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    Exactly. If the correct exposure at ISO 1600 is f/2 @ 1/60th then:

    "Expose to the Right" 1 stop would yield f/2 @ 1/30th

    and

    Correct exposure (+-0 EV) at ISO 800 would be f/2 @ 1/30th.

    The two methods end up with exactly the same f/stop and shutter speed. Therefore if you can to "Expose to the right one stop" then you can use a one stop lower ISO just as easily.

    Either way, none of this is "noise reduction". It would be more properly termed "noise avoidence". You can't "reduce" what you don't record in the first place.
     
  9. manaheim

    manaheim Jedi Bunnywabbit Staff Member Supporting Member

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    Isn't that just the thing, though? You're exposing more to the right so that you make sure you expose as much as you possibly can (mostly adding more detail to darker areas of the frame) and then back the whole thing down to restore your shadows. By the way, I also use this method in low ISO in night photography with stunning results.

    BTW, if you're adding exposure compensation, I think all you're doing is exposing more anyway, thus the same result, just different numbers. C# vs. D flat.

    And Garbz... the point is if you're already at a point where you're into high ISOs... push the ISO a step higher so you can use this method. If you're at 1/60th of a second on a 200mm focal length, and would need to go to 1200ISO to make it fast enough to do 1/200th of a second or so, then push it to 2000iso or so and LEAVE it at 1/200th of a second. Bring out the detail in the shadows, back it down in post-processing and whamo. Less noise.
     
  10. Big Mike

    Big Mike I am Big, I am Mike Staff Member Supporting Member

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    I'm sure many of you have read this already...but here is the article that I often reference when advocating the 'Expose to the Right' technique.
    Expose Right

    My personal experience is that it's not always a matter of 'shoot to the right'...but more of a 'don't shoot to the left'.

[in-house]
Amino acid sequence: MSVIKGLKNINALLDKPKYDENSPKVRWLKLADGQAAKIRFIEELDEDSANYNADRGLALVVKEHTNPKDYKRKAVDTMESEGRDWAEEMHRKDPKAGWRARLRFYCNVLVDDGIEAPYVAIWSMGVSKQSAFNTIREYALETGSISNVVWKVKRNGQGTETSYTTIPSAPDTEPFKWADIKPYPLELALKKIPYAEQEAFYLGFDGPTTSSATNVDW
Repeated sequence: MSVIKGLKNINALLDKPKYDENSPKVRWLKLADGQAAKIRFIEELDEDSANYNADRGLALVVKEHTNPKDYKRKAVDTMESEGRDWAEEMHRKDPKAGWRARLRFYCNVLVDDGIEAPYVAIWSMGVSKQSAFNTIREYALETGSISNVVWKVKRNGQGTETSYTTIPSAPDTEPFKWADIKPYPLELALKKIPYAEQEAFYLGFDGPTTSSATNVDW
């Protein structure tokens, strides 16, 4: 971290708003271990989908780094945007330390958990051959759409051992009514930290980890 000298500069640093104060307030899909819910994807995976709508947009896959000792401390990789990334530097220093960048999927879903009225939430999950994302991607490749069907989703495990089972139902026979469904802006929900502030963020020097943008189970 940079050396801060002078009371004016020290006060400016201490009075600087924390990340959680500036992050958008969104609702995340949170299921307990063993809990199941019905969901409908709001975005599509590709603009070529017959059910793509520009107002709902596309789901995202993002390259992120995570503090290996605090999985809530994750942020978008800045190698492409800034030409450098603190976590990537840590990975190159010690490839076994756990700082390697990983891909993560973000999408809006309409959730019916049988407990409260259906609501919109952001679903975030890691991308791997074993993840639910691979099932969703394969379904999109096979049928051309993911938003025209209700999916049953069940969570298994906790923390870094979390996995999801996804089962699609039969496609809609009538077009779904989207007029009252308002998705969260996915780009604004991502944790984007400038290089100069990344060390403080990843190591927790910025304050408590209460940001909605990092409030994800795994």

An interesting addition to the test shots, would be a shot that was one stop under exposed, but then brought up with software. My guess would be that it would show significantly more noise.

    Now remember that noise is more likely to show up in dark areas...and a typical image might have a range of tones, some being fairly dark even when the overall shot is well exposed. It's fairly easy 'bring up the shadows' with software, but that is where you are likely to bring out the noise. So by exposing a little brighter than you want the final image to be...you are essentially exposing for the shadows and editing for the highlights and/or mid tones.

    That's my take, for what it's worth.
     
    Last edited: Nov 27, 2009
  11. Garbz

    Garbz No longer a newbie, moving up!

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    manaheim are you now talking about shooting to the right to some other ends? Or are we still talking about the resulting noise?

    Obviously I fully agree shooting to the right has some advantages in post processing, and I condone it from that point of view. I raised this topic on the point of "shooting to the right" is not as good at mitigating noise (and only noise) as dropping the ISO.
     
  12. manaheim

    manaheim Jedi Bunnywabbit Staff Member Supporting Member

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    I don't think we'd disagree on that point as long as you had the option to get the image you were looking for without dropping the ISO into a range that would still be reasonably noisy.

    :lol:

    I think we just need to get together and have a beer while we work this one out. :)